Jeffersons Inventions

Reading Level: Middle School

Thomas Jefferson designed and adapted many things. But only three true inventions — moldboard of least resistance, the cipher wheel, and the spherical sundial — can possibly be credited to him, and only the first of these is certain.

Moldboard of Least Resistence

Jefferson was constantly thinking of ways to improve farming. He invented a new type of moldboard for a plow. The moldboard is the curved part that turns over the soil, which the front end of the plow digs up. Jefferson said that his moldboard was “so light that two small horses or mules draw it with less labor than I have even before seen necessary. It does beautiful work and is approved by everyone.” France’s Society of Agriculture awarded him a gold medal for the design.


Wheel Cipher

During the American Revolution, codes were a secure way to send secret messages. While Jefferson was Secretary of State, he wrote instructions for making a cipher wheel, but did not make it known. Jefferson's wheel cipher was made up of 26 wooden disks joined by an iron pin. All the letters of the alphabet were imprinted on the edge of each disk in no special order. The letters spun around the iron pin. Words could be scrambled and unscrambled. Whoever received a coded message also had a cipher wheel to help decode the secret message.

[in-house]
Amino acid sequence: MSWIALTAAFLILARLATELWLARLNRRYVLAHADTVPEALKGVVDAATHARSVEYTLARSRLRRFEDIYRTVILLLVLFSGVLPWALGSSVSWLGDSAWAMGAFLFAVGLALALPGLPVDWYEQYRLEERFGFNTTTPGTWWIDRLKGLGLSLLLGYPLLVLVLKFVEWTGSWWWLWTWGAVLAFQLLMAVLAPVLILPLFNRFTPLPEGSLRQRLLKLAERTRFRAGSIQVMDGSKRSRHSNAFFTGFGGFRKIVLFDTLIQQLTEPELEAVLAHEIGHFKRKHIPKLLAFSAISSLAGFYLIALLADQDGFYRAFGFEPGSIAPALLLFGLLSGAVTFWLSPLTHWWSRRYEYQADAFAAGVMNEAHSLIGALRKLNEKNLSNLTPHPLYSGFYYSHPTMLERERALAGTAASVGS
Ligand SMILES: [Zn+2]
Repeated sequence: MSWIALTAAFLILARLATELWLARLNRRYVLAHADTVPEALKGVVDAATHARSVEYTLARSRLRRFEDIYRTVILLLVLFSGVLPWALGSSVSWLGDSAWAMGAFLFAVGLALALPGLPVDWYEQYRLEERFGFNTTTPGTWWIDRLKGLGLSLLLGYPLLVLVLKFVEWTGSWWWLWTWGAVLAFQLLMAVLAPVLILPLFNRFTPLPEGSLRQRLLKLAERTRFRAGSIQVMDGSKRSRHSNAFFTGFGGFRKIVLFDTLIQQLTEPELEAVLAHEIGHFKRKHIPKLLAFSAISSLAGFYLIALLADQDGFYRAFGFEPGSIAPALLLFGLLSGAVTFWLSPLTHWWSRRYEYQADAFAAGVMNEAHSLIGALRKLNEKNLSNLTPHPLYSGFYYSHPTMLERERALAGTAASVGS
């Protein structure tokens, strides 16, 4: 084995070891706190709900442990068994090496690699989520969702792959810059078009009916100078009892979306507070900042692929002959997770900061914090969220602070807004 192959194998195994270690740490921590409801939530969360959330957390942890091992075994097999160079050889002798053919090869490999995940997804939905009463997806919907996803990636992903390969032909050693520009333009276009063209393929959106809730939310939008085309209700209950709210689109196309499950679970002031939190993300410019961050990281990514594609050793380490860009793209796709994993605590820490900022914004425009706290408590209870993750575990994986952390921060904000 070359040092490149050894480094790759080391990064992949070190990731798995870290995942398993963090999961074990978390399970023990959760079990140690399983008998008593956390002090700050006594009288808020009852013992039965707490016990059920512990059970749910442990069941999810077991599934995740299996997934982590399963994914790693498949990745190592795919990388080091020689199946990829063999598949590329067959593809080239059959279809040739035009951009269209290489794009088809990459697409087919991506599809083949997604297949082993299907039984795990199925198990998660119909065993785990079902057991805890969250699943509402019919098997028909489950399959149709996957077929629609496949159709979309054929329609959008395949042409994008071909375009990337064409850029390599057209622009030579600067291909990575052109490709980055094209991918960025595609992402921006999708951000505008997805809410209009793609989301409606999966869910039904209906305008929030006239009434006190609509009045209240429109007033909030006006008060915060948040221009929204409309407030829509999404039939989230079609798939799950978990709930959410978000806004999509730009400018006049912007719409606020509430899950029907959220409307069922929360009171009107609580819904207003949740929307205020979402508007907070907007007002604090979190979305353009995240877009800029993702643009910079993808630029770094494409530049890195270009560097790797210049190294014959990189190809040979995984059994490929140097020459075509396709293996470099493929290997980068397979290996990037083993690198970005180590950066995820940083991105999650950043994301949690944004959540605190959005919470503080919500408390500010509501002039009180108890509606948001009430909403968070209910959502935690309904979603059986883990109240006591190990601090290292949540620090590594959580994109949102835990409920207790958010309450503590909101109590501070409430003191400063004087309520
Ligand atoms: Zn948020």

Jefferson's instructions for making the wheel cipher are the earliest known description of the device. Many historians believe he invented it, but they cannot say so for certain. Similar devices are still in active use and may have been used even before the American Civil War.


Spherical Sundial

Jefferson wasn't the first person to design a spherical sundial. But like most people then, he didn't know it had already been invented. As far as we know, he thought up the idea on his own. About his sundial he wrote, “my dial captivates every body foreign as well as home-bred, as a handsome object & accurate measurer of time.”

Jefferson created his sundial from the top part of a column. He placed a globe-shaped ball on top. He marked the North Pole, South Pole, the equator and the meridian lines. A movable meridian cast a shadow telling the time.

Throughout his life, Thomas Jefferson dreamed, designed, drafted, adapted and invented. With the help of free and enslaved craftsmen and workers, many of his ideas became reality. Fortunately, Monticello and all the gadgets within it have been preserved as testimony to his genius.